How does your engine run?
A program teaching children with sensory processing issues how to self-regulate has been adapted by the department of occupational therapy and Bridgecare Clinic for immigrant and refugee children who have experienced trauma.
“How Does Your Engine Run?” was originally developed with the goal of teaching children how to regulate their “engine”, which represents their mind and body. This was the first time the week-long group was used to teach immigrant and refugee children how to self-regulate and reach the optimal level for learning and interacting with others on a daily basis.
Children in the group ranged from ages five to 15. “Normally we would separate the kids by age and keep the parents separate. But because of traumas they may have experienced in the past we don’t want to separate them,” says Lisa Diamond-Burchuk, Instructor, Department of Occupational Therapy, College of Rehabilitation Sciences. “If the parents are there, learning with them it also helps them carry on the self-regulating habits at home.”
Diamond-Burchuk partnered with Melody Driedger, marriage and family therapist and Sheri Larsen-Celhar, nurse practitioner at Bridgecare Clinic, to adapt the program for children who had low or no understanding of English. “Occupational therapy has the skills to fill gaps in service delivery that are new and exciting. It was a huge privilege to have been able to see our expanding reach in action,” says Amanda Ameis, a Rady Faculty of Health Sciences OT student who will graduate this October.
She hopes that involvement with “How Does Your Engine Run?” will count towards student field work in the coming years. “Being able to participate in many stages of the group – from planning, preparing materials, facilitating and debriefing – gave me a rare and valuable opportunity to experience a brand new way of supporting newcomers and their families,” says Ameis.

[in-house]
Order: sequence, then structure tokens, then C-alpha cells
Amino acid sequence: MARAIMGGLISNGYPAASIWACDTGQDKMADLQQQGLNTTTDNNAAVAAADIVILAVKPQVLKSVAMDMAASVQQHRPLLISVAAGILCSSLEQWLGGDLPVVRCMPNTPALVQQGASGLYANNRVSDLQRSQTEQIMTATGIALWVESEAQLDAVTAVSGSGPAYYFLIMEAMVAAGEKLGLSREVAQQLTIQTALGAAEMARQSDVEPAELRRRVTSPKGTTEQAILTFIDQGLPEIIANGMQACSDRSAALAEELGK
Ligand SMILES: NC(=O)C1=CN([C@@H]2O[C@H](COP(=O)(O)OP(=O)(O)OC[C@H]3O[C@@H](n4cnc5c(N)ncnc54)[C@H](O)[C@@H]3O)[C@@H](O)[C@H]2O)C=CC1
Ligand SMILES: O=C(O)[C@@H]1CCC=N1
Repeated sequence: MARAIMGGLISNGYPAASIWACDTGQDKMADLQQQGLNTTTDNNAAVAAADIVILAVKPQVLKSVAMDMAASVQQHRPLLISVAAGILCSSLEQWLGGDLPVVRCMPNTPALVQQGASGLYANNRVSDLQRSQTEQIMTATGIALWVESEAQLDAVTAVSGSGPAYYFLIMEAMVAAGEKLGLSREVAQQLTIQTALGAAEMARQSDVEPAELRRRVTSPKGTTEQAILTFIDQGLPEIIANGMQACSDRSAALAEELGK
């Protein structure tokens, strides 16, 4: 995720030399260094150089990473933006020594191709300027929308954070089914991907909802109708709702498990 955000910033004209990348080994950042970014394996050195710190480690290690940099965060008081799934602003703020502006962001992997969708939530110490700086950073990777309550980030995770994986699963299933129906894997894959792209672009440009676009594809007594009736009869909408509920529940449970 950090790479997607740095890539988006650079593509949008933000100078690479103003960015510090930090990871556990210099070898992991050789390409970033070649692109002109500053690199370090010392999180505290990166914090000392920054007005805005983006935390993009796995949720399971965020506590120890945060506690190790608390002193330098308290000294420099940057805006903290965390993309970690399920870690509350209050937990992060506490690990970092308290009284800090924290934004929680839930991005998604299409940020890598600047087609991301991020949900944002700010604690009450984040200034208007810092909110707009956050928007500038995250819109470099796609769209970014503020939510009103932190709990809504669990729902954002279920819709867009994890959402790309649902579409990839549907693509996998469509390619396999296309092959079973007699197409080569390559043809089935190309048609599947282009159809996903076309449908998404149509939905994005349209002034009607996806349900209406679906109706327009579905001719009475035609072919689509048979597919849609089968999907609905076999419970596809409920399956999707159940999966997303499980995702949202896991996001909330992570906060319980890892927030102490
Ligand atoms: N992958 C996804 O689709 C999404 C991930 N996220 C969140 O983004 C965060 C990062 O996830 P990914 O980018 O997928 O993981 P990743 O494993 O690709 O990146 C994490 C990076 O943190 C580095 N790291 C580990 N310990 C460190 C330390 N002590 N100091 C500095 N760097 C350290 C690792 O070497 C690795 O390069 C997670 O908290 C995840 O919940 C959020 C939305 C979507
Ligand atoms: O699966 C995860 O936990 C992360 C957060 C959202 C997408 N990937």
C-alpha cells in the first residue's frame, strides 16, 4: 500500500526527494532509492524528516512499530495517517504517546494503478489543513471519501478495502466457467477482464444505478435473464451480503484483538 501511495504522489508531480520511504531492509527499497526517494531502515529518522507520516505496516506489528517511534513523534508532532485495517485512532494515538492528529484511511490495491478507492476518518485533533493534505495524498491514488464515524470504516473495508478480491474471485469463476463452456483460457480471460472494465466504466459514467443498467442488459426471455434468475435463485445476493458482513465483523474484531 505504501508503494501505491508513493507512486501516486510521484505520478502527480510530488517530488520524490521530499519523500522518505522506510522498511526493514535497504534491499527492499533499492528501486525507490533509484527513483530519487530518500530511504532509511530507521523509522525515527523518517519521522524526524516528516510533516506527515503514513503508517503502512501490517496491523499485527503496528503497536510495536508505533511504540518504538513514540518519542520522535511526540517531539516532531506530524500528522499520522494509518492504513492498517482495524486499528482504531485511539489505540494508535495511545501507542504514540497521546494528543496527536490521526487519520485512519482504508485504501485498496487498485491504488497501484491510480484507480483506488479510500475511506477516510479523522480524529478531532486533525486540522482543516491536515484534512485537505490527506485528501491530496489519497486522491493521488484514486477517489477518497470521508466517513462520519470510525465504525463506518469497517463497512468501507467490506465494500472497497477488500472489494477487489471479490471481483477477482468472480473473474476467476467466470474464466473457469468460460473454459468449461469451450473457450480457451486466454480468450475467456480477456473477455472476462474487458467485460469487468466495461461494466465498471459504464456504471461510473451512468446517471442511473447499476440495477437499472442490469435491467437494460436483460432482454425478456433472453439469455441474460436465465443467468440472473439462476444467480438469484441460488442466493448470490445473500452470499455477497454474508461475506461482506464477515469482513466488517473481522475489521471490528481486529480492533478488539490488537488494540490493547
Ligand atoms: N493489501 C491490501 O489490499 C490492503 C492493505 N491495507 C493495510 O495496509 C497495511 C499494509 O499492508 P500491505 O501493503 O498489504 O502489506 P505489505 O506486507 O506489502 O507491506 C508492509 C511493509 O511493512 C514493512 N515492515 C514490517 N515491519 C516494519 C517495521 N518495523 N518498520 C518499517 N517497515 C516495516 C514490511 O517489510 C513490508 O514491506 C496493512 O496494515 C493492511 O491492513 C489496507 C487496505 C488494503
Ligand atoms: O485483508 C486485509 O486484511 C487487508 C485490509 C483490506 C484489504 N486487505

Early in the week, the children created thermometer collages to help visualize how they feel when their engines are low (demonstrated by photos of people yawning); when their engines are medium (photos of happy kids and people reading); and lastly, when their engines are high (cartoon characters jumping and running.)
The optimal engine level for learning and interacting with others is somewhere in the medium zone. But how do you get there? Making bracelets, colouring, building fidget toys, lying on your tummy, these are all things the children learn to do to self-regulate.
“I find making bracelets relaxing, but some people start weaving and are like ‘Ahh! This isn’t calming at all,’” says Driedger. The group helps children figure out what works for them. If a child is too excitable to sit down and colour, maybe playing with a fidget toy would work better for them.
“More projects like this would be beneficial for BridgeCare Clinic clients. It is my hope that this pilot program will evolve into a permanent program that I may be able to refer my clients and their children to,” says Larsen-Celhar. She and Driedger work with the parents of the children involved, providing them with medical care and counselling.
All the facilitators involved said the interdisciplinary aspect of the group, occupational therapy, nursing and family therapy, was extremely beneficial not only to the participants but also for them professionally.
“Knowing that all involved were able to take something away and could see how it would apply to their lives or professional practice demonstrated to me how interwoven client-centred care and interprofessional practice are. I am very grateful to have had the opportunity to participate and am very excited to see how occupational therapy becomes more established in serving the newcomer and refugee communities,” says Ameis.